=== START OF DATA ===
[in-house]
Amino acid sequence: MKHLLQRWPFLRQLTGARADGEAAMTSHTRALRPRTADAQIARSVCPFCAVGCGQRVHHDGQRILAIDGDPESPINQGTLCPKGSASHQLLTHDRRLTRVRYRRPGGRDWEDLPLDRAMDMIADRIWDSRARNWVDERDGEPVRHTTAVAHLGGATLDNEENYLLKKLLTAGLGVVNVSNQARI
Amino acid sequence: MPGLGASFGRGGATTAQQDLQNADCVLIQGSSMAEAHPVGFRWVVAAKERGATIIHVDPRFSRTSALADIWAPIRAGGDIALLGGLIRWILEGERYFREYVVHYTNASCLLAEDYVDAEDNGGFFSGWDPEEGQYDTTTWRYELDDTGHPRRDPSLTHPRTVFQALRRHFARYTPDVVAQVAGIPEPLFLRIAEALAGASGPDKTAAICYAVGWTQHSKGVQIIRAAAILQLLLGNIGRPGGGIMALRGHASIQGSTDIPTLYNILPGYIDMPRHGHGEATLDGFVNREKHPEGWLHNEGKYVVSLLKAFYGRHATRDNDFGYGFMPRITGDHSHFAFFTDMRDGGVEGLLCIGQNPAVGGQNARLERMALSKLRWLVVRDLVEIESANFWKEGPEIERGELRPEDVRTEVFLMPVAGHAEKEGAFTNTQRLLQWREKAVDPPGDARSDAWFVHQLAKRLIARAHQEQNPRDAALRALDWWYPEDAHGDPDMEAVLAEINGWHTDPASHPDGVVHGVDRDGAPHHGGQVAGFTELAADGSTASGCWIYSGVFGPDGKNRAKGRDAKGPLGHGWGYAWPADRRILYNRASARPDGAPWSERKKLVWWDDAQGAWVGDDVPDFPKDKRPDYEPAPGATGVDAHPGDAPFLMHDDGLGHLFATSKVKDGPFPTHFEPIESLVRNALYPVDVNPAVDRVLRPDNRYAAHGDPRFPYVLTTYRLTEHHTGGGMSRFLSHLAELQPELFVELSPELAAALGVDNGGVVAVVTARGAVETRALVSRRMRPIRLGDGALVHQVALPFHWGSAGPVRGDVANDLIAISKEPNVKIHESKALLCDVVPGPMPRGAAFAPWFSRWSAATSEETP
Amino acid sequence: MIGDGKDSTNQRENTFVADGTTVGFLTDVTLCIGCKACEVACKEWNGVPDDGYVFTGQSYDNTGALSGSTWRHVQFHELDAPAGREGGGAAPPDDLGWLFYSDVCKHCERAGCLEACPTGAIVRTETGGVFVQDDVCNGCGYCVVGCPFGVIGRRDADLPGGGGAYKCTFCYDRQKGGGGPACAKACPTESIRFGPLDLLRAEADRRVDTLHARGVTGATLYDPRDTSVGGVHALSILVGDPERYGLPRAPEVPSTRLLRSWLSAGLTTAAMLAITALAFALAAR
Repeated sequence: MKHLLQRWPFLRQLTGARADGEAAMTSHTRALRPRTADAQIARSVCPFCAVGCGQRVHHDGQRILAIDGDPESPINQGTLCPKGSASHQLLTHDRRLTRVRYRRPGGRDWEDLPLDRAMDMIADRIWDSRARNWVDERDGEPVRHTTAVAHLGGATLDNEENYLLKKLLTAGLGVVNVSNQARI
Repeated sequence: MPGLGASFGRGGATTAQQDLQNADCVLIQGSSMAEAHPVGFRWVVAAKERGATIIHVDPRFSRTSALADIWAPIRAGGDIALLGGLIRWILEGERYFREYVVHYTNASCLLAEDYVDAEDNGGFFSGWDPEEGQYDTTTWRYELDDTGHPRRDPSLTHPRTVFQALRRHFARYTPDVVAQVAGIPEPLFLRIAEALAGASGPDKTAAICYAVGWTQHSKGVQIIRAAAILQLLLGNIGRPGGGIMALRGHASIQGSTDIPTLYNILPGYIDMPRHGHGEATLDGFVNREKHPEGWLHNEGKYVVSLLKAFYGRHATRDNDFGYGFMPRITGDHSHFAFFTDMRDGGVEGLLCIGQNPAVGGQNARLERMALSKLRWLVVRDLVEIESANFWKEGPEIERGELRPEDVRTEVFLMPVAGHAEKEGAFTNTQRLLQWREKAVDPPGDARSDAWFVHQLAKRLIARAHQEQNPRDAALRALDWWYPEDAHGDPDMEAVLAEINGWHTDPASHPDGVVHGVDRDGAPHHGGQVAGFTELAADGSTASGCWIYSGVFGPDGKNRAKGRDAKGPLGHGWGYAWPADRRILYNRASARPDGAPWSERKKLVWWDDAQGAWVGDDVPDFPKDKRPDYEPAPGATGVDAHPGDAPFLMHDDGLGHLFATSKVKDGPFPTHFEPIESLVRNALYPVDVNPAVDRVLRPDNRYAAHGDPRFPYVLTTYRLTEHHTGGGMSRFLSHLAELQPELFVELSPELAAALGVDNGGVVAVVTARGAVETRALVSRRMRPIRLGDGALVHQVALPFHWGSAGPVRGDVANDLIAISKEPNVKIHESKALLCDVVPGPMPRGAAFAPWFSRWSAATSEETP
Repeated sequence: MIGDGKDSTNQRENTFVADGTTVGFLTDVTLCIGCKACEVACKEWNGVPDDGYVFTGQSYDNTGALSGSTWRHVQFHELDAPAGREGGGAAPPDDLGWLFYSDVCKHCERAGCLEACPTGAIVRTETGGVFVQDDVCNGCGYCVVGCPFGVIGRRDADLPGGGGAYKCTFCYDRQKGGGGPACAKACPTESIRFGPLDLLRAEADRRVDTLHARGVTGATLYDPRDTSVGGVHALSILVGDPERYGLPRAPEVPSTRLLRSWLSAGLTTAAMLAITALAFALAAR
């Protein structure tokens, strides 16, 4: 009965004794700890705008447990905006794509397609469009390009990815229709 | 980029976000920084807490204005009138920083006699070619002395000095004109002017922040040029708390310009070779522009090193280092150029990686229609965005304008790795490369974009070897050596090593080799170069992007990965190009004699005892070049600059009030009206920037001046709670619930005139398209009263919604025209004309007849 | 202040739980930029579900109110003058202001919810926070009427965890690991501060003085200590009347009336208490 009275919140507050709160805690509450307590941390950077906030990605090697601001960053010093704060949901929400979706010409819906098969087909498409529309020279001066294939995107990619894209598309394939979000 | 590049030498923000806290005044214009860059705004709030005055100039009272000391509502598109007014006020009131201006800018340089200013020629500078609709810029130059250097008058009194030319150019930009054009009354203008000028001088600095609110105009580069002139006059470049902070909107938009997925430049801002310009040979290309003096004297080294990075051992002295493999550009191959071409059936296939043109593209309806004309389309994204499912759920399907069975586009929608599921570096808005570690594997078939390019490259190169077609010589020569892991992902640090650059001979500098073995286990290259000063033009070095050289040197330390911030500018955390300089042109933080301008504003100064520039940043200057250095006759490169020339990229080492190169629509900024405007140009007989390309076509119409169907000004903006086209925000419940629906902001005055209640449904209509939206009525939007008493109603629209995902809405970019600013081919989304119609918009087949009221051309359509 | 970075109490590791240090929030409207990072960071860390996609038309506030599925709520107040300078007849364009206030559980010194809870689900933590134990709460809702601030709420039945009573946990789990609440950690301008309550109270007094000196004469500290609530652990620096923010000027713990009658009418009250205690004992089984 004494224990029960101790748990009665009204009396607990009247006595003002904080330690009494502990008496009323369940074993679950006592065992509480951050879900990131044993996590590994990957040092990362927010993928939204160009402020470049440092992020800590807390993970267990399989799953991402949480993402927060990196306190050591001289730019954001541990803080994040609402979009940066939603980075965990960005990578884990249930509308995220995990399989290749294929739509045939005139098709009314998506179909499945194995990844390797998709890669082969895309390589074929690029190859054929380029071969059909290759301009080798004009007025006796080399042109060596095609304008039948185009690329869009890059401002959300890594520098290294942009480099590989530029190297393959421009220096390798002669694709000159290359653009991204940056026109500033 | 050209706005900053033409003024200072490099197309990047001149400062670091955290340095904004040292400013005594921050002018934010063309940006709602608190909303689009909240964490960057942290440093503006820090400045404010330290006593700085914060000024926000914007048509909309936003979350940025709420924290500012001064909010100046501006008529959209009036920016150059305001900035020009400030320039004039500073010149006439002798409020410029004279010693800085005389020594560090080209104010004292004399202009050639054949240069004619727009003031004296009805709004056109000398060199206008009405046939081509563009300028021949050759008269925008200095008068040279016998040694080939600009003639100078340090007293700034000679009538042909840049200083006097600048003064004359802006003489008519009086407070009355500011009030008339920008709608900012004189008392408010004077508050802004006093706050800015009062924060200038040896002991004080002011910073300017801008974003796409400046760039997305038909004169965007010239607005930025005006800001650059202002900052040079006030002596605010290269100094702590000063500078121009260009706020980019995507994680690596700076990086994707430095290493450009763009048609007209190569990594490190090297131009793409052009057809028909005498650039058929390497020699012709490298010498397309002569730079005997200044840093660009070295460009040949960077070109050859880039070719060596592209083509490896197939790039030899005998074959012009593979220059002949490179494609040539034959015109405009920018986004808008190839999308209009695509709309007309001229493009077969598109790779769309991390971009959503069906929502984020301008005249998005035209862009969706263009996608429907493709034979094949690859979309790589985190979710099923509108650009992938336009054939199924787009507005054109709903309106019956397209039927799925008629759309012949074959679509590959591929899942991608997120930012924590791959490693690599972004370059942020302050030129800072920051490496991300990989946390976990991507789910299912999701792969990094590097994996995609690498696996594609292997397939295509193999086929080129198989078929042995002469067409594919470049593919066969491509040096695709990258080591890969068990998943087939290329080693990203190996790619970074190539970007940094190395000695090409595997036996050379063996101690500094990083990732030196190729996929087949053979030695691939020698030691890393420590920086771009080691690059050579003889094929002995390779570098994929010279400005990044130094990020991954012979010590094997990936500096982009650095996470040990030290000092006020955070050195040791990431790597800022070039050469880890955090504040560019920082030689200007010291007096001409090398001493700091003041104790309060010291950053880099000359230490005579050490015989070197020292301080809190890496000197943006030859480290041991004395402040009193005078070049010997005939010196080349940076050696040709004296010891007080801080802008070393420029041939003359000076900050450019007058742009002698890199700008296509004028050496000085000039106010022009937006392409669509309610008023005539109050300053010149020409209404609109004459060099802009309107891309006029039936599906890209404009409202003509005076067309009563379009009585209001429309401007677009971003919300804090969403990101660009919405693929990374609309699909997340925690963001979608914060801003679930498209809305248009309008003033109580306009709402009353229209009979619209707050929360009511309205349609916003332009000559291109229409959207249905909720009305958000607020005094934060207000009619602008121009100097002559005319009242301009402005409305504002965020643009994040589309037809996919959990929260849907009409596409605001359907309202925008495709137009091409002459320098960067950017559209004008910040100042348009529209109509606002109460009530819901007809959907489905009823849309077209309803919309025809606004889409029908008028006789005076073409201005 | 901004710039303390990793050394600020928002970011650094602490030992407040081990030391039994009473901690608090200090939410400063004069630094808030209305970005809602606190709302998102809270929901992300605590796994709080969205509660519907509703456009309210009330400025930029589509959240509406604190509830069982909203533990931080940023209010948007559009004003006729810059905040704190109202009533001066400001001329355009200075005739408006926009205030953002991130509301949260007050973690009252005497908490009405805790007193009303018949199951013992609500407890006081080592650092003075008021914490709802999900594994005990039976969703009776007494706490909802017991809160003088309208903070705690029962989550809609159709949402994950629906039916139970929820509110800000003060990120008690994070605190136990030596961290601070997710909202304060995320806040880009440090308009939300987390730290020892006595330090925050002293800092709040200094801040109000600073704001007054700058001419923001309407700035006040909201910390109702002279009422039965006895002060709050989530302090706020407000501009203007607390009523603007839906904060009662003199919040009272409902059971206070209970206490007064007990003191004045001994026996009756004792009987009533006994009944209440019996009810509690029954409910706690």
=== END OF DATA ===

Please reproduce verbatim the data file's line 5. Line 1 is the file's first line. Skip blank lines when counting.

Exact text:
Repeated sequence: MKHLLQRWPFLRQLTGARADGEAAMTSHTRALRPRTADAQIARSVCPFCAVGCGQRVHHDGQRILAIDGDPESPINQGTLCPKGSASHQLLTHDRRLTRVRYRRPGGRDWEDLPLDRAMDMIADRIWDSRARNWVDERDGEPVRHTTAVAHLGGATLDNEENYLLKKLLTAGLGVVNVSNQARI